Entity

Time filter

Source Type


Matsumoto T.,Shinozuka Research Institute | Hisada Y.,Kogakuin University | Nagano M.,Tokyo University of Science | Nozu A.,Port and Airport Research Institute | And 3 more authors.
AIJ Journal of Technology and Design | Year: 2013

We conducted a benchmark tests for the strong motion simulation methods using various theoretical methods (the wavenumber integration method, the discrete wavenumber method, and the thin layer method). For steps 5 and 6 in 2011, we conducted benchmark tests for actual sources in the Kanto sedimentary basin, such as the 1923 Kanto earthquake (M7.9). All the results generally show good agreements among simulations, but the surface waves seen in later part of observed ground motions were not reproduced well due to the limitation of use of flat-layered half-space models. Source


Tamura R.,Shinozuka Research Institute | Takada T.,University of Tokyo | Itoi T.,University of Tokyo | Ishiyama Y.,Hokkaido University
Journal of Structural and Construction Engineering | Year: 2011

In this paper, the influence of soil-structure interaction(SSI) effects on maximum displacement response of low-medium rise reinforced concrete building with relatively high strength are studied. A practical procedure with a simplified model including nonlinear SSI effects to predict maximum displacement response is proposed. Shear force-displacement relation and damping factor including SSI effects are obtained by using maximum displacements response of simplified model and surface ground layer due to streng ground motions. The maximum response estimation due to strong earthquake motions is demonstrated using example models of reinforced concrete 5-story building and surface ground deposit. The validity of proposed procedure is examined in cemparison with the results of nonlinear response analysis using 2-dimentional FEM model. Source


Nakamura T.,Shinozuka Research Institute | Sakai S.,Hazama | Yoshikawa H.,Tokyo City University
Journal of Structural and Construction Engineering | Year: 2011

Social attention has gathered in BCP recently, a technical concern is to estimate the restoration time of facilities due to earthquake quantitatively. In general, facilities are modeled as a system composed of plural components, then the system reliability technique is used for the estimation of the restoration period of system function. However, individual performance of the component is not considered, there is a blind spot that a redundant performance of the entire system is not appreciable. In this paper, the evaluation method of the decrease in the system performance due to the earthquake is proposed considering an individual performance of the component and the damage correlation between components. In addition, the evaluation method of the recovery curve that can show the recovery process of the system performance is proposed. As an example of the manufacturing process, the case analysis are carried out, the applicability in this method is discussed. Source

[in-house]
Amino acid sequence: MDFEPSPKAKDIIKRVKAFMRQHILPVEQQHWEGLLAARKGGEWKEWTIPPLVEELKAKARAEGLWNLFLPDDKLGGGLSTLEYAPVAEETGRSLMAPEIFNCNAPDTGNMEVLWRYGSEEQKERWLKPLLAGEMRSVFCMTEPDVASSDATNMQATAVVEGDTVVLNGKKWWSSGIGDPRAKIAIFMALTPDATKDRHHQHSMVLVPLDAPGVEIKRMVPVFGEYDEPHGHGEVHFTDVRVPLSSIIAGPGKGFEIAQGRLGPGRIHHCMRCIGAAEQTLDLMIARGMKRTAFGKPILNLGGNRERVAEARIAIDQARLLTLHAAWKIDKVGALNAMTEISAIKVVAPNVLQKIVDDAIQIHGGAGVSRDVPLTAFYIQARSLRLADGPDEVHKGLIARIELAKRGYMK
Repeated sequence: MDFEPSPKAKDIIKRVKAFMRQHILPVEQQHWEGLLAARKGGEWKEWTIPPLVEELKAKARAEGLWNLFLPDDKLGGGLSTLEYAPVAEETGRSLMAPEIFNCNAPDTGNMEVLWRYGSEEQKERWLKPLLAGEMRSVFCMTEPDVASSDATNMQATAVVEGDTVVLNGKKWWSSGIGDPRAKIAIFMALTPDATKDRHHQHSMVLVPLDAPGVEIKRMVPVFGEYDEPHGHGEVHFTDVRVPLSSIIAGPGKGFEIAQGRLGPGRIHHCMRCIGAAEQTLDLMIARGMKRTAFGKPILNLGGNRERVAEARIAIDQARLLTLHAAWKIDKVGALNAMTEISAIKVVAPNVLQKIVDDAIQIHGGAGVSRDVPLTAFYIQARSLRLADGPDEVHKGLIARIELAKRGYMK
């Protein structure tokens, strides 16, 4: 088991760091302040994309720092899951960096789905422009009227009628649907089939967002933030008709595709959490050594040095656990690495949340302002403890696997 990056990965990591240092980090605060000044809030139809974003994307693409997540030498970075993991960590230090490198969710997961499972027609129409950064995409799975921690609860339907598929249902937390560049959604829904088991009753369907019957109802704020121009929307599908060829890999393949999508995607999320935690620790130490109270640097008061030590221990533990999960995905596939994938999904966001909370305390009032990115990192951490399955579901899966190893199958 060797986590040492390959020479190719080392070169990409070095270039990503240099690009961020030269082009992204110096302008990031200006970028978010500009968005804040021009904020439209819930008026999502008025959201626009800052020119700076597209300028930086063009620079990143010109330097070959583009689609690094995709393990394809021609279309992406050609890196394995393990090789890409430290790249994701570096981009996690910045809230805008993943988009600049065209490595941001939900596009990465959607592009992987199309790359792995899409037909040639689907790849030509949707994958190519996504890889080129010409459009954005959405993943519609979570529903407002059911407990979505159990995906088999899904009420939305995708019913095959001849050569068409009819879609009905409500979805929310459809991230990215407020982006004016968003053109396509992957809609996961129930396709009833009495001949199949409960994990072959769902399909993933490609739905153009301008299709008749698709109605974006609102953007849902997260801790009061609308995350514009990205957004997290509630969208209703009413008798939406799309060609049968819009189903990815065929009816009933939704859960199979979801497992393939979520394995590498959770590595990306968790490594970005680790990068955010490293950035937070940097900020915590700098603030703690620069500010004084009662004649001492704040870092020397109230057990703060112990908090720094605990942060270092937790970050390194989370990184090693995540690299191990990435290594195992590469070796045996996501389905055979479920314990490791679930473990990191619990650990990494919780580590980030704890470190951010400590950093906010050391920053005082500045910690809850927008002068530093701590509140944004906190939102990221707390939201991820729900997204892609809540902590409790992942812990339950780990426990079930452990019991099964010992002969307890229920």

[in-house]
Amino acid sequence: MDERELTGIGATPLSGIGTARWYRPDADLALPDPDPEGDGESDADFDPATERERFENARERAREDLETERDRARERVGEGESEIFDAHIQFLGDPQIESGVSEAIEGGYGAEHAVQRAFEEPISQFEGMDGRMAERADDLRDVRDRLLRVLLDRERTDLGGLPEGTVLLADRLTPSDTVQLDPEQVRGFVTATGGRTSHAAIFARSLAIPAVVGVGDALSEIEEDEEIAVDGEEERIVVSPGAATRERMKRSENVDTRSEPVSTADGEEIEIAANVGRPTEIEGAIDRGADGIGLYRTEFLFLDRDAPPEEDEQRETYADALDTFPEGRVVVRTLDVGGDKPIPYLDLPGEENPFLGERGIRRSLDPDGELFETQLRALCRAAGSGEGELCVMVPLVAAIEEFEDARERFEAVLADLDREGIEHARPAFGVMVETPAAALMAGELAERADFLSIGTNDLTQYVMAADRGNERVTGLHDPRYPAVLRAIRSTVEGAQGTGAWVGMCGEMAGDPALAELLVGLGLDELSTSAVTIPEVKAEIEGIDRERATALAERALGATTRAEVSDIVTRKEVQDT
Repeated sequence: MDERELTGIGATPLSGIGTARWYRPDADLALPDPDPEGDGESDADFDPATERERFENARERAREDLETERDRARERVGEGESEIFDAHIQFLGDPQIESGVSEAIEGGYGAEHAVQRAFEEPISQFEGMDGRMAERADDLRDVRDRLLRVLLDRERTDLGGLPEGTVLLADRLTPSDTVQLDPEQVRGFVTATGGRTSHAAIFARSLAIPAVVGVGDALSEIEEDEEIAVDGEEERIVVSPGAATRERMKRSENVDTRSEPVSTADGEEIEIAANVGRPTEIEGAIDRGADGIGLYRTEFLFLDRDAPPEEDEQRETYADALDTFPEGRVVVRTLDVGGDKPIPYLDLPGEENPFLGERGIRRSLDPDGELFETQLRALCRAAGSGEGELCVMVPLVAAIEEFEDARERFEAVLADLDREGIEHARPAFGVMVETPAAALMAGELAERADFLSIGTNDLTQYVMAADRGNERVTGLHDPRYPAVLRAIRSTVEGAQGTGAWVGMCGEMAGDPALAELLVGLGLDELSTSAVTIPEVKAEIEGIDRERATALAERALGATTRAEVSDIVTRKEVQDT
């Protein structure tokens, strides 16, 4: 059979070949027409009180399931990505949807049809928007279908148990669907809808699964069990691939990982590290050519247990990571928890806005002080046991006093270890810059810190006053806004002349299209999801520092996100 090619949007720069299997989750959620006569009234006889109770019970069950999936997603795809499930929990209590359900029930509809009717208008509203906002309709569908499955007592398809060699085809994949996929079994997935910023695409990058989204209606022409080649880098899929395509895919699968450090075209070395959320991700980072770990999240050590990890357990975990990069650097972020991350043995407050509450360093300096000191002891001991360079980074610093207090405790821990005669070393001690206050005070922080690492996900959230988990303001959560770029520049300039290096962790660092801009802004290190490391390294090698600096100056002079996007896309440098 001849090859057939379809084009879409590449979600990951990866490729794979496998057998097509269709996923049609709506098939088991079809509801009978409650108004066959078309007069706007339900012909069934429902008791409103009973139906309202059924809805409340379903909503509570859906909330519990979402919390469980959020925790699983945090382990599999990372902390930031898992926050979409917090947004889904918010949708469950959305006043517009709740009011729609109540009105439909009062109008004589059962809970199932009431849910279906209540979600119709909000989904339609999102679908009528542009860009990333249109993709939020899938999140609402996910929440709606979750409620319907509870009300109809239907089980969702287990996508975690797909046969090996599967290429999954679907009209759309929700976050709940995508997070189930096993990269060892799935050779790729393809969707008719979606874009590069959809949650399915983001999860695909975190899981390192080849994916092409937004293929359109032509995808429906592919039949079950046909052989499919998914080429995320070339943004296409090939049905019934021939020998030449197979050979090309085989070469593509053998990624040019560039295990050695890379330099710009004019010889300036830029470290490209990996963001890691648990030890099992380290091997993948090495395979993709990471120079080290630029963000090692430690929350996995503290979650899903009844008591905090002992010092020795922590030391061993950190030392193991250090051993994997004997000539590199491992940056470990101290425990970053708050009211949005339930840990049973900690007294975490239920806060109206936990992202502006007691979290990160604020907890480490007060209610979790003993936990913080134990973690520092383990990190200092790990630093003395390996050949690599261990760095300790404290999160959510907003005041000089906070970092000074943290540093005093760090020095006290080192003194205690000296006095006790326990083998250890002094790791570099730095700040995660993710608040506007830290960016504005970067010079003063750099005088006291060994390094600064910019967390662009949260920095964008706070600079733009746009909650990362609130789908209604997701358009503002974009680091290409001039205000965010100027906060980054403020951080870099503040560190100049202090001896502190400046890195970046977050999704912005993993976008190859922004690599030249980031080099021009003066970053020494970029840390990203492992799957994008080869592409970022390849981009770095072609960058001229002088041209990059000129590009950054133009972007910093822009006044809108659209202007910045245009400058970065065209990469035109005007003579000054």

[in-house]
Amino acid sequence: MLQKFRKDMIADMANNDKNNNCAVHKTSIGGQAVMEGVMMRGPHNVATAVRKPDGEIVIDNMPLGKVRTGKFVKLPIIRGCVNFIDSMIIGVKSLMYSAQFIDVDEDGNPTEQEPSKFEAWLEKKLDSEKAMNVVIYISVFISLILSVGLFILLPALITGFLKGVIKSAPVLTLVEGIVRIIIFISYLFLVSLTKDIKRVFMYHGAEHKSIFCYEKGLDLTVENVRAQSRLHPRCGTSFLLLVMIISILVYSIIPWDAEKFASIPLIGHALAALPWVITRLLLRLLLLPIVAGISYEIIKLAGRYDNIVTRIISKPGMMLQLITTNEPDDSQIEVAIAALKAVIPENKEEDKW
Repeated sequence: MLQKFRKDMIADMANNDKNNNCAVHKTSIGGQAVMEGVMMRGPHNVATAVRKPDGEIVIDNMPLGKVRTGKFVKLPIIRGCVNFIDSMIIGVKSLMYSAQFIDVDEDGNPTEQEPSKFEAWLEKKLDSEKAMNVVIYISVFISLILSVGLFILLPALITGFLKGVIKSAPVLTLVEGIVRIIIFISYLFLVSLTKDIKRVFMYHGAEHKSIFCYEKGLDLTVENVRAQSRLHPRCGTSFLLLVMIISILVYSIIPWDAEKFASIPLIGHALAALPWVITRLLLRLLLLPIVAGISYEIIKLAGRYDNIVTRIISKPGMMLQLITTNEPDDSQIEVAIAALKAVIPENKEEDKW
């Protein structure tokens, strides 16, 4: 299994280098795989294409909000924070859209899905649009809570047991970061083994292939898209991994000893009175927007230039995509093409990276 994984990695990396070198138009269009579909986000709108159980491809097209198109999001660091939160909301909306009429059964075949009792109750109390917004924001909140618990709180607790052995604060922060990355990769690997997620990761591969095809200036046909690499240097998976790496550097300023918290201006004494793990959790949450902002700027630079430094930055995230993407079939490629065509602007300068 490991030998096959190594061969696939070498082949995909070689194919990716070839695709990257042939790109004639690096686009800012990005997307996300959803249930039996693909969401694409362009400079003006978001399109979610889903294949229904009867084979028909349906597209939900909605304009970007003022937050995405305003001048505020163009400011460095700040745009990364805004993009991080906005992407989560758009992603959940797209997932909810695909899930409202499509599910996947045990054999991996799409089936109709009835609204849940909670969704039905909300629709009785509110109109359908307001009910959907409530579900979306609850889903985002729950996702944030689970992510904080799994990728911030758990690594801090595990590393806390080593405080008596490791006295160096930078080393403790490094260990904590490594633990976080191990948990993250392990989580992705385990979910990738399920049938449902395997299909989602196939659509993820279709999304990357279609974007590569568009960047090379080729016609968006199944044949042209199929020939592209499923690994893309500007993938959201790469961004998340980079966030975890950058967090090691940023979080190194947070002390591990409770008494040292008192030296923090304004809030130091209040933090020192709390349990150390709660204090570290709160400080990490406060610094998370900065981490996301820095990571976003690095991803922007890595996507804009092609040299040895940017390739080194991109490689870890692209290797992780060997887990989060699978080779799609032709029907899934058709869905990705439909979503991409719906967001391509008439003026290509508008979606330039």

Ohashi K.,Kogakuin University | Nishikawa T.,Kogakuin University | Endo T.,Shinozuka Research Institute | Fujimura T.,JR EAST Design Corporation
Journal of Environmental Engineering | Year: 2011

Seismic countermeasures enabling the maintenance of high-rise plumbing system functions following an earthquake were elucidated from the perspective of business continuity planning (BCP) formulation, using the Kogakuin University high-rise building in Shinjuku as a model. Recovery curves were then used to determine the location of the post-seismic operations center and the effects of seismic countermeasures on existing plumbing systems. 1) Seismic countermeasure priorities can be effectively assessed by bottleneck index (B.I.) comparisons (see Note 1), with consideration given to seismic resistance, reparability and the relative importance of individual plumbing equipment and system components. Using recovery curves, it is possible to show the plumbing system recovery process. 2) Lower-level floor systems can be used most effectively as post-seismic operations centers, as the B.I. values of the low-floor equipment and plumbing that comprise the system functions are lower than those of the mid- and high-level floor systems. 3) The number of expected days, from earthquake to recovery, of lower-level floor functionality can be shortened to 2 days by implementing seismic countermeasures for break tanks, which exhibit the highest B.I values, as shown by recovery curves exhibiting the effects of countermeasure implementation. Source

Discover hidden collaborations